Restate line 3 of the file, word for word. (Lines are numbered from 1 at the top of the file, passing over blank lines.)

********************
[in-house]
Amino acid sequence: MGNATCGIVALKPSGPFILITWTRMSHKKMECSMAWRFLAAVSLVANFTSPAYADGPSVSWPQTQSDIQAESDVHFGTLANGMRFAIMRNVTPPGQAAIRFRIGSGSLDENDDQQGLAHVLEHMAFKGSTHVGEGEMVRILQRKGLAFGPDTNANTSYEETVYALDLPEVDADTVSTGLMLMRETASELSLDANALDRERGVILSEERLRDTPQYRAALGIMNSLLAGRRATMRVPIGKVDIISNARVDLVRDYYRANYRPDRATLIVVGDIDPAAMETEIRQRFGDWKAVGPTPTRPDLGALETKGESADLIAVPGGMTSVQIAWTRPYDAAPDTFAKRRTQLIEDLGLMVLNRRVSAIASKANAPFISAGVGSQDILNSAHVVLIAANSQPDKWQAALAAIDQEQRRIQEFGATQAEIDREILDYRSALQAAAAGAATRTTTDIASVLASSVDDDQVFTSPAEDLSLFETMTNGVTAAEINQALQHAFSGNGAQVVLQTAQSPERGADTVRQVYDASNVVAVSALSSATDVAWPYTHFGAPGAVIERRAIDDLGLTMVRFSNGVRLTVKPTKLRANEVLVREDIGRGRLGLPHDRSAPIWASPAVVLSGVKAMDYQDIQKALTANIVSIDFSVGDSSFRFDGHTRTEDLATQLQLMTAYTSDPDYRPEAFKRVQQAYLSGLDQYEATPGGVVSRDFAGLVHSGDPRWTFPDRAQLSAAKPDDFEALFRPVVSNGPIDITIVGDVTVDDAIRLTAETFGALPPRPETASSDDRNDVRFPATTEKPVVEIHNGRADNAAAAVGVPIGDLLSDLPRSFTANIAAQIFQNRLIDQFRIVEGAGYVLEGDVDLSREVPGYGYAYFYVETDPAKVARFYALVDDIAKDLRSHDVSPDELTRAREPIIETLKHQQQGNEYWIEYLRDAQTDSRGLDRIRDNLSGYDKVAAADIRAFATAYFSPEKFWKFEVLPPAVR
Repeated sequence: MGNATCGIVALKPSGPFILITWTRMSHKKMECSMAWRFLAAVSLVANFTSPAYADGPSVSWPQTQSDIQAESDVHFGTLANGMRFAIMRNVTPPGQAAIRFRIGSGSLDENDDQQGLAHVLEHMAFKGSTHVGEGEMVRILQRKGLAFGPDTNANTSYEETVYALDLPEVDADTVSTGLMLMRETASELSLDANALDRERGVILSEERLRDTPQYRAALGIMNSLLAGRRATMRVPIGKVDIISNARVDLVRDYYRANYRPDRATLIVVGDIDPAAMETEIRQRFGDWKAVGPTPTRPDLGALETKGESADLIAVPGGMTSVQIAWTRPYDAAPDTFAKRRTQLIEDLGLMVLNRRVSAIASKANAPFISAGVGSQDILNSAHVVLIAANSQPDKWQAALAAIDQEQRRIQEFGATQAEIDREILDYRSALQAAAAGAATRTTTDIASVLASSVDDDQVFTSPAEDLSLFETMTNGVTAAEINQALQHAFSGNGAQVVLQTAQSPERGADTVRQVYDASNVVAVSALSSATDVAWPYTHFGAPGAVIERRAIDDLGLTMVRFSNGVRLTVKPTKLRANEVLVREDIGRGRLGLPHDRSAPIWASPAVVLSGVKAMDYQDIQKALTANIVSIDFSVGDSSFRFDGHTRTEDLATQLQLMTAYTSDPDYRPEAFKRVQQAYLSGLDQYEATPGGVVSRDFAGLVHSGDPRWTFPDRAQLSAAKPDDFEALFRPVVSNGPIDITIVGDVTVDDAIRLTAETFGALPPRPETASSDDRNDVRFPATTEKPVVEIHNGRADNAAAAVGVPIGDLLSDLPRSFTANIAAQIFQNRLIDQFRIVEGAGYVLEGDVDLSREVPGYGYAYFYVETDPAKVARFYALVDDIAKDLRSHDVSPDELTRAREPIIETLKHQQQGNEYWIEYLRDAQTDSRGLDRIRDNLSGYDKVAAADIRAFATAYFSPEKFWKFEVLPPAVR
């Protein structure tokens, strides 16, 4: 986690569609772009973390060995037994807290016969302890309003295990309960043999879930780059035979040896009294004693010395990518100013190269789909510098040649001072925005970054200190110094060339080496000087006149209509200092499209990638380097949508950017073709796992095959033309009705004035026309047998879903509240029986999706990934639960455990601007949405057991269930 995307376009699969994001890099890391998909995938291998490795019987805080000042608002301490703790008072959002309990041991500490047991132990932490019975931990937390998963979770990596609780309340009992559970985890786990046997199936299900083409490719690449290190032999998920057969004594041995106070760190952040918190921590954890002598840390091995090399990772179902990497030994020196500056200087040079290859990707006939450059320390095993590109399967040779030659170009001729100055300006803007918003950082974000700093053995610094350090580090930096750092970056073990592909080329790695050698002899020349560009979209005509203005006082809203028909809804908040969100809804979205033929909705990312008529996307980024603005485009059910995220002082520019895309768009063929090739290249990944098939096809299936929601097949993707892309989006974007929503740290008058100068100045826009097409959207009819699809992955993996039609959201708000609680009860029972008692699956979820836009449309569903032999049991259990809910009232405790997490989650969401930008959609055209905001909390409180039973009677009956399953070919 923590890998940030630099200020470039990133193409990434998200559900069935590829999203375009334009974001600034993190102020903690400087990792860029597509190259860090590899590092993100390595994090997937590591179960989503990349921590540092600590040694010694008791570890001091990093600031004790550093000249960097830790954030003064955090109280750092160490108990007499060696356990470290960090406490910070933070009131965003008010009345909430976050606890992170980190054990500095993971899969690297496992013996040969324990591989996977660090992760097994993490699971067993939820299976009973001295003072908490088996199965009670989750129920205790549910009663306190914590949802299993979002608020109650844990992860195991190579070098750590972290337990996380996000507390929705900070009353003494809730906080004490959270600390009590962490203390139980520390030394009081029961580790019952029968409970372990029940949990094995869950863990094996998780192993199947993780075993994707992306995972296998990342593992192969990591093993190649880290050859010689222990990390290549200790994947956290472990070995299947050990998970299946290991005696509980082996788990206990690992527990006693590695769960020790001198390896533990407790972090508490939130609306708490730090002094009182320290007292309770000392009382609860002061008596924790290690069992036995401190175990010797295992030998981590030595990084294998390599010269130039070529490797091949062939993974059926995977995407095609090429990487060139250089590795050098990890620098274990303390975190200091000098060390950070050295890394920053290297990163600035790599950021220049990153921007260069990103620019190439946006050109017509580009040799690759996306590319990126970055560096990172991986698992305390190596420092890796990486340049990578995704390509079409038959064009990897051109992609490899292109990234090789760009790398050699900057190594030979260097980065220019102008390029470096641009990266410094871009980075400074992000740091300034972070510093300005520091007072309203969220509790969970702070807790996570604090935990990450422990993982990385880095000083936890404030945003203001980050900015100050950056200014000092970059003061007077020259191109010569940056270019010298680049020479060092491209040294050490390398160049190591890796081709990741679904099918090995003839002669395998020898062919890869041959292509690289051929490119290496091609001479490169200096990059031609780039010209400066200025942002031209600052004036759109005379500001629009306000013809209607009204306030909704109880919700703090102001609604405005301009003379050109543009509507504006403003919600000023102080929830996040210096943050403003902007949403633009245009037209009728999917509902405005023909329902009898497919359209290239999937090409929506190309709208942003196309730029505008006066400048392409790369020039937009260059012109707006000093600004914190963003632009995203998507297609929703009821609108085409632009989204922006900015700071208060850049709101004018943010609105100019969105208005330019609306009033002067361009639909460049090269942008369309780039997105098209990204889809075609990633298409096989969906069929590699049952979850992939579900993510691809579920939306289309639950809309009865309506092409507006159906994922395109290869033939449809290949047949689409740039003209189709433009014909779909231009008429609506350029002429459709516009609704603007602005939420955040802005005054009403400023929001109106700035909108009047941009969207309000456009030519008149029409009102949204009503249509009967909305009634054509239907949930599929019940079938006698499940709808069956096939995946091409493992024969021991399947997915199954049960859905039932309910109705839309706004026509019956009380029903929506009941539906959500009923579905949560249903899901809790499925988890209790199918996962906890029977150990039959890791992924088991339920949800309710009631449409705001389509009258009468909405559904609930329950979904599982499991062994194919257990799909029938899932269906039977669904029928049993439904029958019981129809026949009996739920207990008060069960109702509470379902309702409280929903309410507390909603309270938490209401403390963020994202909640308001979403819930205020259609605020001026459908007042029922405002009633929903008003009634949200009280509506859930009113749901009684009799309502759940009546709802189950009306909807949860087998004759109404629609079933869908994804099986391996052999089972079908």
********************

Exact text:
Repeated sequence: MGNATCGIVALKPSGPFILITWTRMSHKKMECSMAWRFLAAVSLVANFTSPAYADGPSVSWPQTQSDIQAESDVHFGTLANGMRFAIMRNVTPPGQAAIRFRIGSGSLDENDDQQGLAHVLEHMAFKGSTHVGEGEMVRILQRKGLAFGPDTNANTSYEETVYALDLPEVDADTVSTGLMLMRETASELSLDANALDRERGVILSEERLRDTPQYRAALGIMNSLLAGRRATMRVPIGKVDIISNARVDLVRDYYRANYRPDRATLIVVGDIDPAAMETEIRQRFGDWKAVGPTPTRPDLGALETKGESADLIAVPGGMTSVQIAWTRPYDAAPDTFAKRRTQLIEDLGLMVLNRRVSAIASKANAPFISAGVGSQDILNSAHVVLIAANSQPDKWQAALAAIDQEQRRIQEFGATQAEIDREILDYRSALQAAAAGAATRTTTDIASVLASSVDDDQVFTSPAEDLSLFETMTNGVTAAEINQALQHAFSGNGAQVVLQTAQSPERGADTVRQVYDASNVVAVSALSSATDVAWPYTHFGAPGAVIERRAIDDLGLTMVRFSNGVRLTVKPTKLRANEVLVREDIGRGRLGLPHDRSAPIWASPAVVLSGVKAMDYQDIQKALTANIVSIDFSVGDSSFRFDGHTRTEDLATQLQLMTAYTSDPDYRPEAFKRVQQAYLSGLDQYEATPGGVVSRDFAGLVHSGDPRWTFPDRAQLSAAKPDDFEALFRPVVSNGPIDITIVGDVTVDDAIRLTAETFGALPPRPETASSDDRNDVRFPATTEKPVVEIHNGRADNAAAAVGVPIGDLLSDLPRSFTANIAAQIFQNRLIDQFRIVEGAGYVLEGDVDLSREVPGYGYAYFYVETDPAKVARFYALVDDIAKDLRSHDVSPDELTRAREPIIETLKHQQQGNEYWIEYLRDAQTDSRGLDRIRDNLSGYDKVAAADIRAFATAYFSPEKFWKFEVLPPAVR